- Handsomely retro design
- Stylish, back-to-basics interior
- No-compromises trail ability
- Docile enough for daily driving
- Lack of maneuverability
- Poor visibility
- Difficult backseat access
- Noisy highway cruising
If head-turning style and true trail toughness are priorities, the 2012 Toyota FJ Cruiser stands above most SUVs—although families and city commuters need not apply.
The Toyota FJ Cruiser has changed very little since its introduction five years ago, and during that time the range of serious off-road-worthy models hasn't changed much. Hummer is now gone, and Jeep has honed its Wrangler, but the FJ Cruiser remains one of the better bets for off-road toughness and trail prowess.
The FJ blends retro and contemporary so well that its design should be quite ageless. Looking a bit like a vintage 1960s-era FJ40, crossed with modern cues from the 4Runner and Land Cruiser, with a MINI Cooper-like edge, the FJ Cruiser looks ripe for the trail, yet like a stylish accessory that would make as much of a statement parked in front of an outdoor outfitter as in front of Urban Outfitters. Inside, the appointments are intentionally stark, with body-colored panels and simple gauges and sturdy switchgear.
The 2012 FJ Cruiser is built from the sturdy underpinnings of the last-generation Toyota 4Runner, with off-road ability the priority. Especially when considering its shortened wheelbase and additional ground clearance, it shines off-road. Skid plates protect the underbody, and components are tucked into frame rails. On the trail, you'll find good wheel articulation, without making too much of a sacrifice on-road, and the FJ's approach and departure angles and water-fording depth (27.5 inches) are better than other stock vehicles.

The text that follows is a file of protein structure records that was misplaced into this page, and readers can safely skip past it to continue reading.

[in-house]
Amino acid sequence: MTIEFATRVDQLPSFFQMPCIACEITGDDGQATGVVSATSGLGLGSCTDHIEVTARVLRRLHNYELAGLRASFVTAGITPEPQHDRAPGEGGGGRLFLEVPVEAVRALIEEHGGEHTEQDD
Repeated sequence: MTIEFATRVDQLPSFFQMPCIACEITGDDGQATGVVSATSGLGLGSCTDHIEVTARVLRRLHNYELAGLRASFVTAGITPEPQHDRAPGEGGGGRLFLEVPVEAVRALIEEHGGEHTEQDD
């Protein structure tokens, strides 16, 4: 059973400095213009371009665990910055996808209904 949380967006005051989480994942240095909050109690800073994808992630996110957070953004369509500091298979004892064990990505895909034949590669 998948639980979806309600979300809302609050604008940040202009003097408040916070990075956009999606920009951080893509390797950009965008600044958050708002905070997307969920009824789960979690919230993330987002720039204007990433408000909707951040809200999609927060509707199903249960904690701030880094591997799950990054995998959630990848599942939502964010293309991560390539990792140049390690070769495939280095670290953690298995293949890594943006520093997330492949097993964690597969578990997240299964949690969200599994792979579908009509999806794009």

For carrying backseat passengers, or for ride comfort on long trips, there are far better choices. In short, the back seat is just too cramped, and getting in and out is a challenge for some due to the high step up and narrow opening from the rear-hinged back doors. You won't find the settled, sophisticated ride quality or quiet, refined interior here, either. All FJ Cruiser models include a good set of interior comforts, along with the bones for real off-road ability, but packages and options help boost the off-road credentials—there's some scruffiness and a hint of military-grade here, and it's intentional.
Safety is relatively strong among off-roaders; the FJ Cruiser hasn't been rated by the federal government, but it achieves mostly 'good' ratings from the IIHS. The side-curtain airbags are roll-sensing and tied with the stability control to work preemptively.
Serious off-road equipment includes an A-TRAC active-traction system, a special multi-information display (inclinometer, compass, temperature), big BF Goodrich Rugged Trail tires, Bilstein shock absorbers, a Cyclone air precleaner, and 115V/400V power outlets. Last year Toyota increased the FJ Cruiser's standard tech features, adding iPod connectivity and XM satellite radio, in addition to a USB port, Bluetooth audio streaming, and a Bluetooth hands-free system with steering-wheel controls.